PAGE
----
Is there a market for small, green tomatoes? A story on salt, water and dying.

Is there a market for small, green tomatoes? A story on salt, water and dying.
Coffee, Red Bank, Tennessee

Sept. 6, 2023

Here at Who Knows Why Farm, there’s a very wide gap – a maddeningly, comically wide gap – between my vision for growing vegetables and the reality of what actually happens.

I have daydreams of rows upon lush rows of deep green kale, abundant spinach, tall stalks of corn, sprawling vines trailing to fat watermelons. But the reality? It's a paltry pantry for us.

Why? Behold the reasons.

Deer. Soil that’s hungry for something I’m not providing. Pests, the blanket term I call any critter that eats the vegetables before I can. My own clumsiness and pervasive ignorance. Seeds seem to disappear in the ground forever after I plant them. Why can't my garden look like the others? Who knows why at Who Knows Why Farm.

Take tomatoes. Yes, I transplant them. And add good compost. Flowers turn to fruit, but green tomatoes often stay green – oh, Ponyboy, something green does stay – but rarely red. Some get this black-bottom fungus. Others, pests. Others just seem stubborn.

Until a local market materializes for small, green tomatoes, I'm left with a question I ask myself a lot: what the hell do I do now?

Enter Sandor Katz. 

Katz, who lives up the road in Woodbury, Tennessee, is America’s "fermentation revivalist." Winner of a James Beard and Southern Foodways Alliance lifetime achievement award, Katz grew up in NYC, lives with AIDS, playfully goes by "Sandorkraut" and teaches on the ancient practice of combining salt, water and food for this magic process of preservation and bacterial transformation called fermentation.

Maybe you’ve heard of some examples. Coffee. Bread. Alcohol.

Coffee, Red Bank, Tennessee

“Ferments are central feature of many, perhaps even most, cuisines," Katz writes in The Art of Fermentation. "Immigrants crossing continents and oceans – their only belongings the ones they could carry – have often brought their sourdoughs and other starters with them, or at the very least their fermentation knowledge and practices … tangible embodiments of culture, deeply embedded in our desires and cravings, not lightly abandoned.”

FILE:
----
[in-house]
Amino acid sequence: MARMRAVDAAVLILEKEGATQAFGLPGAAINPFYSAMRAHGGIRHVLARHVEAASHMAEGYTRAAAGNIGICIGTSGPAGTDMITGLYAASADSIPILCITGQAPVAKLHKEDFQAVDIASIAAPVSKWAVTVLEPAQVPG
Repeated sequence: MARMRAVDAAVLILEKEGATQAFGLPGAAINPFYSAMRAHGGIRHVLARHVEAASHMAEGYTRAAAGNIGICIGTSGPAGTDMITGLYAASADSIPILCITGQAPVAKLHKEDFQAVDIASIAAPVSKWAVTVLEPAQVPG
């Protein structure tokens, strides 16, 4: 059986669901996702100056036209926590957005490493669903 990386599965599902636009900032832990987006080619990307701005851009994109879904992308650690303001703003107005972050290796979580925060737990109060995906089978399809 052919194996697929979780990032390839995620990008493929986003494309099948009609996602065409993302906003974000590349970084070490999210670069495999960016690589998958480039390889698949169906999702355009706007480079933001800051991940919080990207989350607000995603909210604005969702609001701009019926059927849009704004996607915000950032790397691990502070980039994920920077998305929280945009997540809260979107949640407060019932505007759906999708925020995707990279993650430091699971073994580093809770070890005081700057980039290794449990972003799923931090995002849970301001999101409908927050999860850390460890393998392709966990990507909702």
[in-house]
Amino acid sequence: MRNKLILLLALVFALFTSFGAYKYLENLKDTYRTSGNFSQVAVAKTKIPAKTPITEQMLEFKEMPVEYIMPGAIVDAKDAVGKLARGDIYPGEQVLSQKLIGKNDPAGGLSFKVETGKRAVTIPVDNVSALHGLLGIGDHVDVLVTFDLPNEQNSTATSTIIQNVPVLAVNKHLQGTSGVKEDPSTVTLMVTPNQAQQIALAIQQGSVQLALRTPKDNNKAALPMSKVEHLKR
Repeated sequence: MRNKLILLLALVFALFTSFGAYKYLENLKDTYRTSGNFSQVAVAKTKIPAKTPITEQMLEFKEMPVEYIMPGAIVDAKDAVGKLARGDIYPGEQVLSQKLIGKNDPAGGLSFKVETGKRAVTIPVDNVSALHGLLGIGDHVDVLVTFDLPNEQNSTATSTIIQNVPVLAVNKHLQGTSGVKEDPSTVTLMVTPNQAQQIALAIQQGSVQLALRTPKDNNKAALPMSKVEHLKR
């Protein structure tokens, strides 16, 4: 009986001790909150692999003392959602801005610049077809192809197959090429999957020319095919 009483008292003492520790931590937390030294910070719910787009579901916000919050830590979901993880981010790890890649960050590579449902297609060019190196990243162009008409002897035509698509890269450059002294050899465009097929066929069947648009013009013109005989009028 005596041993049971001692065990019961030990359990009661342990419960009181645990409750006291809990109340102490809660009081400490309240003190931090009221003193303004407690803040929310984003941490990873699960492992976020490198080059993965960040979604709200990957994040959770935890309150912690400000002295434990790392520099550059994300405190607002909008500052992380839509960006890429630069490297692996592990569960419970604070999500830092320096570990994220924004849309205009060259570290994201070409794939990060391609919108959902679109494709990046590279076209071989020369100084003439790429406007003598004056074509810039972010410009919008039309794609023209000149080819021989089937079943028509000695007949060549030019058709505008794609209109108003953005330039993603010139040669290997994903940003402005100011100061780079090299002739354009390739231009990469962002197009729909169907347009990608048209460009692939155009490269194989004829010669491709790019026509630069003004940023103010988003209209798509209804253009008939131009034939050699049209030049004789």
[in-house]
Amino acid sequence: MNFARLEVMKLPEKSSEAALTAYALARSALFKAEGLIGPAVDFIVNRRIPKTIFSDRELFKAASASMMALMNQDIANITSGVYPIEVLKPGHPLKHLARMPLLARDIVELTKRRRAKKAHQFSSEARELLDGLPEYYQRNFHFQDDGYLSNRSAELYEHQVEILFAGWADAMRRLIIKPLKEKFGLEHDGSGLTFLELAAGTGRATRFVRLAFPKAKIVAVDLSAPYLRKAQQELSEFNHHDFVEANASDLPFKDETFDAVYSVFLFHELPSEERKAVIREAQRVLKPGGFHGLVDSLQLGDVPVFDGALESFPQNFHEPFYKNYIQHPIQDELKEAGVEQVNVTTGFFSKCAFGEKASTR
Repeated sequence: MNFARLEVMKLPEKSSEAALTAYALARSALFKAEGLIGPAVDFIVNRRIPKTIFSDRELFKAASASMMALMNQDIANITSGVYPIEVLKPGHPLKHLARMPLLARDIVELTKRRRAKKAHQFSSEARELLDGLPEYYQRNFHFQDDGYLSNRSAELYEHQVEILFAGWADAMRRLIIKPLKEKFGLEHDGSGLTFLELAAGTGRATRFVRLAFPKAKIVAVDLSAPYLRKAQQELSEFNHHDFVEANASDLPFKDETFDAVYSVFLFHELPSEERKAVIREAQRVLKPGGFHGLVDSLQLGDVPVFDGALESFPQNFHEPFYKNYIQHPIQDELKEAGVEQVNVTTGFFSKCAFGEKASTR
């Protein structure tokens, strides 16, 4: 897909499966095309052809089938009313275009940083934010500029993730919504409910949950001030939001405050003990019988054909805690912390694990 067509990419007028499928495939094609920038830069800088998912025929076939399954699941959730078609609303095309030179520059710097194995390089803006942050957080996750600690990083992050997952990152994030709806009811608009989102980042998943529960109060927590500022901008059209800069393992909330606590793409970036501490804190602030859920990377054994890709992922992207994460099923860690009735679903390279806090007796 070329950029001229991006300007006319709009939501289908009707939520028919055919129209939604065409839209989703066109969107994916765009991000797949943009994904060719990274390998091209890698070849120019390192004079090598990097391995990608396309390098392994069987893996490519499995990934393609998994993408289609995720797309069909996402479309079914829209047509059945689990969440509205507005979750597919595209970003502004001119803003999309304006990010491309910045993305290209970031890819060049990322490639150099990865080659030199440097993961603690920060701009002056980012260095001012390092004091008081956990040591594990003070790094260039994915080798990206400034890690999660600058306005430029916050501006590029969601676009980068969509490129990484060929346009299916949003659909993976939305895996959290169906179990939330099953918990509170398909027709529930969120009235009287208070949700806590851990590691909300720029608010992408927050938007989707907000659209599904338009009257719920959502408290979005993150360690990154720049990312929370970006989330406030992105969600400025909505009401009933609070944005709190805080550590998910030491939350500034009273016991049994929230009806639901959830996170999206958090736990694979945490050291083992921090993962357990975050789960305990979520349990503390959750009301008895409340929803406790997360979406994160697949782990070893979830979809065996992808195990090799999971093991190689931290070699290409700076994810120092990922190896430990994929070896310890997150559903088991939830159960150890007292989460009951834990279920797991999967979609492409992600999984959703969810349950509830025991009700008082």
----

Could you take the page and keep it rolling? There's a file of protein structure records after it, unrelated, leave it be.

For years, Katz has been my indirect teacher, his writings and mere presence steady encouragement towards confident fermenting. After all, water and salt are the main actors. For unskilled cooks like me, thankfully, it’s hard to screw this up.

These last two summers, I’ve been fermenting green tomatoes. Not canning, but fermenting: slicing, submerging in a salty brine for a day or two, tossing in a clove or two before sealing it all in a mason jar which then sits on the counter for another day or two, then transferred to the back of the fridge. (Brined green tomatoes, Katz also writes, are a “Jewish delicatessen.”)

Katz’s book, to put it mildly, is thorough and extensive; he documents pretty much everything – mushrooms, melons, greens, beets, fish, cabbage, carrots, okra (yummy and so slimy), beans, fruit – that can and has been fermented. His table of contents alone runs five pages. 

In December, as the temperatures drop, green, salty, crunchy tomatoes are delightful.

Food as a Verb thanks Whitney Drayer, senior vice-president at Morgan Stanley, for his generous support of local food and storytelling.